I don’t think a cause can necessarily be “feminist” because gender doesn’t exist in a vacuum. Economic justice is a feminist issue. Access to key public health services is a feminist issue. Unemployment is a feminist issue and intimate partner violence is a feminist issue. Men being socialised to avoid emoting and thus being more likely to “act out” their depression is also a feminist issue, because it’s a symptom of narrow ideas of gender expression, and hurts men. I think it’s more important to look at what’s going on in the world with a critical feminist lens and think that way. Like, which identities are most vulnerable to a particular social problem? Women are more likely to experience sexual assault and other gendered violence in our lifetimes, but intersections of race and class play a role in that, too. So yeah… it’s complicated and I think that approaching any “cause” with that lens is important.
How do you think Australia’s current political climate affects the way we, as a society, value women?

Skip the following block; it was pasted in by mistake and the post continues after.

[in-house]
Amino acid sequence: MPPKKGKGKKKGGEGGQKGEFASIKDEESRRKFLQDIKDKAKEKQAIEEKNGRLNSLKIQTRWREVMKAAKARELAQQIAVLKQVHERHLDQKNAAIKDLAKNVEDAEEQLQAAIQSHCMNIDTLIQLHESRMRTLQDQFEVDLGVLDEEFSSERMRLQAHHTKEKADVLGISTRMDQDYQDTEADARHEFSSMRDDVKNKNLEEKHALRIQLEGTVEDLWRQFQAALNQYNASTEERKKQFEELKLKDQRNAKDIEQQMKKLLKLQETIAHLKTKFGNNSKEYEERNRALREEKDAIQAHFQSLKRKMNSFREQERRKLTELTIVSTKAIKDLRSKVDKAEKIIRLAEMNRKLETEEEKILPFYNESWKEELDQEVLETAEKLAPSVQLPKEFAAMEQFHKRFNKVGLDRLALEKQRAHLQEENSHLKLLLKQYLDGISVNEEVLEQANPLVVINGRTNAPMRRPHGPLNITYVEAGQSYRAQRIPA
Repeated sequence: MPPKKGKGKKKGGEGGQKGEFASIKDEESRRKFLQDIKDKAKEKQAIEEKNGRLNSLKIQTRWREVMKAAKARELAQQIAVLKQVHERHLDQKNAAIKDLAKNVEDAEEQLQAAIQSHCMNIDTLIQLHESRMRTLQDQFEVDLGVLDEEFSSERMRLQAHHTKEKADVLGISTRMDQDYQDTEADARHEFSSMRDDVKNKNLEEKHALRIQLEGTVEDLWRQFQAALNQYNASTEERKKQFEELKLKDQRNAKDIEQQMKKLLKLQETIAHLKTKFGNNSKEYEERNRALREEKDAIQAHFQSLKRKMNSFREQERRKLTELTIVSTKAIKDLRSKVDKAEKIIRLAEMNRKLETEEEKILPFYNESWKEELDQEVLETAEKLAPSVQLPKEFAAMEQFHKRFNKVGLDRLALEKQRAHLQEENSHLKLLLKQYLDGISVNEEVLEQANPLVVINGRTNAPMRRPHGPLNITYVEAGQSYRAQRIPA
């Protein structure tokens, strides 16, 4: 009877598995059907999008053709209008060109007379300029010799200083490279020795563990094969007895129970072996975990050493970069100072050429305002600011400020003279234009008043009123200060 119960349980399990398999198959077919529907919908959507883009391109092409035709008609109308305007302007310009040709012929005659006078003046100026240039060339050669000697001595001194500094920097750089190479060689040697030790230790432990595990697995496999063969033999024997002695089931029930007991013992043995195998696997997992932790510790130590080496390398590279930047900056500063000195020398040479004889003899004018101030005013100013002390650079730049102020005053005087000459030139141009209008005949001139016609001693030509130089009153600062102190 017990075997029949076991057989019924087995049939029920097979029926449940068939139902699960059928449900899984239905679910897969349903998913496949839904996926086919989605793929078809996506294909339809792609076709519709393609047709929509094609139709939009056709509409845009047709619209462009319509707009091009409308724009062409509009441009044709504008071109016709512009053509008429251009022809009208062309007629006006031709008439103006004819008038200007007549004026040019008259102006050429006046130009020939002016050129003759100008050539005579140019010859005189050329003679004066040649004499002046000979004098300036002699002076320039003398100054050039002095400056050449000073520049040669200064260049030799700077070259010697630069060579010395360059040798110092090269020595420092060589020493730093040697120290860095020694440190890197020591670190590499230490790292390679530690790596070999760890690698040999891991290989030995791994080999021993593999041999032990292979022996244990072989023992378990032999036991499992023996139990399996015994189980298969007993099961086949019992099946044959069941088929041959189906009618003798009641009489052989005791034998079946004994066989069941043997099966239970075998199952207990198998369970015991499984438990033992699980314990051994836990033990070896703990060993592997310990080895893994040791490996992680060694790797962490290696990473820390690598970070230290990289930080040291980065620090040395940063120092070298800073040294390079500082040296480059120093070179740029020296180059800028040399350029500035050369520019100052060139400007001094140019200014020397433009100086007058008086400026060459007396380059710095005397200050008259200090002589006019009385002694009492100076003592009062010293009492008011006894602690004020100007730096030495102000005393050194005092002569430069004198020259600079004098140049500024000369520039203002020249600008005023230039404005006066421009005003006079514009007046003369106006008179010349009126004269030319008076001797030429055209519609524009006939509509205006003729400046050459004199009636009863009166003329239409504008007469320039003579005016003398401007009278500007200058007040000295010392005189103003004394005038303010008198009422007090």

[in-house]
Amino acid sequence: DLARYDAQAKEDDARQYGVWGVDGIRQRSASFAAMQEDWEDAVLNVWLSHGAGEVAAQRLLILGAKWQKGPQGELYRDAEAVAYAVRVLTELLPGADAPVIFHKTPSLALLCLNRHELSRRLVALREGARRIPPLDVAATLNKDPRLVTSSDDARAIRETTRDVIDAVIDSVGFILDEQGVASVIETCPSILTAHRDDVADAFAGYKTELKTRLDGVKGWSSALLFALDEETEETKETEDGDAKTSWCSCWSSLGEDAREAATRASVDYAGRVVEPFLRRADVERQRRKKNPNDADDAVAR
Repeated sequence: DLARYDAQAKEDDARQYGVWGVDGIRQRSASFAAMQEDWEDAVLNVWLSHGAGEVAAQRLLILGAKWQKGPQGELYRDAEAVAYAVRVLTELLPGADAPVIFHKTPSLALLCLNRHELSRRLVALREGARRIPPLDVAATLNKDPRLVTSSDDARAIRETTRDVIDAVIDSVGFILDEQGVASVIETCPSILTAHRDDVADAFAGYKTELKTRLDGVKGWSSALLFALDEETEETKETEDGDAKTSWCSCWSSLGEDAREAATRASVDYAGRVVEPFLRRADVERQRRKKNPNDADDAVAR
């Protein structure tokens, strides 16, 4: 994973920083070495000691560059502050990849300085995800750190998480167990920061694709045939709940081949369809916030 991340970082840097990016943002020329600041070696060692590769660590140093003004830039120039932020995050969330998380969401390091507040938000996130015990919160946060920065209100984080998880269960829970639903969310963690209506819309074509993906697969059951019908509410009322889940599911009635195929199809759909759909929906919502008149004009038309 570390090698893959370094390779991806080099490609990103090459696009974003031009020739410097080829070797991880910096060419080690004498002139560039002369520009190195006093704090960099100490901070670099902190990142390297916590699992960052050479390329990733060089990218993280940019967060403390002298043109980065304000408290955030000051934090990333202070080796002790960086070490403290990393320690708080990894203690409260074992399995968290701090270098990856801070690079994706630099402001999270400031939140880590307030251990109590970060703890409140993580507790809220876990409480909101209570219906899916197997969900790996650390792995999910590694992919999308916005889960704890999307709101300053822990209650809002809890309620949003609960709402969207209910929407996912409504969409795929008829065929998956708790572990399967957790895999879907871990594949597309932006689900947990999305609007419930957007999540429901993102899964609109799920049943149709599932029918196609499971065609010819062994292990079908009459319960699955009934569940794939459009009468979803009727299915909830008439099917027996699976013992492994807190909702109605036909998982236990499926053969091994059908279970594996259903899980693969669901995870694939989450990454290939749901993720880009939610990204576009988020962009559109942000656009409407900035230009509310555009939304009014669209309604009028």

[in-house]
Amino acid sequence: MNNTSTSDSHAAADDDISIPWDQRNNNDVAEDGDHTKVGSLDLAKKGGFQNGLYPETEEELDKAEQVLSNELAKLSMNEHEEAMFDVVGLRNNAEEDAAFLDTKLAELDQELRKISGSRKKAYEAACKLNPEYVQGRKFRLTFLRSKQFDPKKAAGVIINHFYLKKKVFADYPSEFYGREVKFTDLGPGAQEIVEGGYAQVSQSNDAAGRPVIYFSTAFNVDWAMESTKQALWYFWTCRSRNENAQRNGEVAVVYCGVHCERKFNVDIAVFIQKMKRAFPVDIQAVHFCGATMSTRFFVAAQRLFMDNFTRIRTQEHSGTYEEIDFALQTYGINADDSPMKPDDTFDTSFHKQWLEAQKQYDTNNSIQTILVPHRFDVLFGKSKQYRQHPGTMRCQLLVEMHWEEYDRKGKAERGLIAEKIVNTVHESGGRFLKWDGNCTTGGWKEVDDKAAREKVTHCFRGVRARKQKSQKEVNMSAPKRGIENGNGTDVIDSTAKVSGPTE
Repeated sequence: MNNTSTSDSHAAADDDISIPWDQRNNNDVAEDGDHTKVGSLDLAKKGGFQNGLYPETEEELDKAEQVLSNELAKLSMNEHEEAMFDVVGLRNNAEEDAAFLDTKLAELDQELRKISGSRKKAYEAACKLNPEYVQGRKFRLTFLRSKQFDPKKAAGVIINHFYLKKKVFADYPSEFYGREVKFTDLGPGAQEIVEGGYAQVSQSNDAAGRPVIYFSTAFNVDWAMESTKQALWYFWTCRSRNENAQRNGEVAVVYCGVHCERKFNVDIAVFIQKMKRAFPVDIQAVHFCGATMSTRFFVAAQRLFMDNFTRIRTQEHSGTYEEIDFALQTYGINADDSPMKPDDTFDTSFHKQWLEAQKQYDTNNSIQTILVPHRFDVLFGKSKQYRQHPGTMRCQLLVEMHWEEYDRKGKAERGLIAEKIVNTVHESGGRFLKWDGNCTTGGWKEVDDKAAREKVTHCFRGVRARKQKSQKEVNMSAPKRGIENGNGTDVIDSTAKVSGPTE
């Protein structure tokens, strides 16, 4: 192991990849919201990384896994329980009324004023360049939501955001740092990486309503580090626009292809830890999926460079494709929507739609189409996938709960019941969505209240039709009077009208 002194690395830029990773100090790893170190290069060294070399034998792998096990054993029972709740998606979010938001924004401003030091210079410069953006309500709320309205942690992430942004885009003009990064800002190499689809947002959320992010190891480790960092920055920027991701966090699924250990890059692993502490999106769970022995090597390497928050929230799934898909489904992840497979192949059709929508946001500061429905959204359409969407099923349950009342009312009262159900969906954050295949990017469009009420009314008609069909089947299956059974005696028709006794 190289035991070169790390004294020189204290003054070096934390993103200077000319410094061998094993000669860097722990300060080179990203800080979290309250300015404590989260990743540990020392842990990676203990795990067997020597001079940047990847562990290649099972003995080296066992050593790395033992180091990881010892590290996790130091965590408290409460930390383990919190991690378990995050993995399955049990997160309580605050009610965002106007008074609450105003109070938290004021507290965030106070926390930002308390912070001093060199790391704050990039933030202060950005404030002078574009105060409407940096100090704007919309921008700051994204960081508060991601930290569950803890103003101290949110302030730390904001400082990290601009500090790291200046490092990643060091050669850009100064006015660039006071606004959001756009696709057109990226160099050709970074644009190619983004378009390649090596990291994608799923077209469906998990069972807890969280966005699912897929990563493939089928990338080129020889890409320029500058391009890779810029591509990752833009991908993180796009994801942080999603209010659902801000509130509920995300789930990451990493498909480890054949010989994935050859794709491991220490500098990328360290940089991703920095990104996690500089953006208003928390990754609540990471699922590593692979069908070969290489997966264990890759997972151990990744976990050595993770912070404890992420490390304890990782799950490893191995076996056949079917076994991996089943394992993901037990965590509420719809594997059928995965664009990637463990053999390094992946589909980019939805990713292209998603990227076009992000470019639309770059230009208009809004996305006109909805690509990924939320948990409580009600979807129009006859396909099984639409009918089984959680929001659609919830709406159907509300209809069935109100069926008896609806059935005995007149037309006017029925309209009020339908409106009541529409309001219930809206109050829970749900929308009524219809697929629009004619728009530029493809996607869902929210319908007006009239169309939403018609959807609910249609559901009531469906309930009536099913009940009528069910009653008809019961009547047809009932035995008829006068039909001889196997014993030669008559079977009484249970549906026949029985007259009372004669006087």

I moved to Australia right when this new government came in, so I think that my perspective is fairly limited. I will say that I think Julia Gillard said it all best in her famous parliamentary speech. There is a problem of institutionalised sexism and homophobia here, just as there is in the USA. It’s built into systems. It seems (to an outsider) like this government and many Australians view women’s issues as finished, and think we’ve done enough. We’ve done a lot in all developed nations to create opportunities for women, but those have mostly existed for white, cis-gender women (born women) with access to resources (money). It’s time for governments and citizens to think about what we can do for women who are not middle class, not straight and/or not white. I’m not sure this government is doing that, and that’s the next big step to equality. That requires those with the most power to give some of it up, and conservative governments don’t traditionally like that.
And how does it compare to the political climate in the US?
Well, we talk a lot more about abortion there. We have some catching up to. America is bigger and more diverse, honestly. It’s hard to compare. Our religious right is a unique beast and we have way more big cities with more politicians, for example. But it feels like this government is certainly interested in creating a more American-style higher education and health care system (with things like a GP co-pay).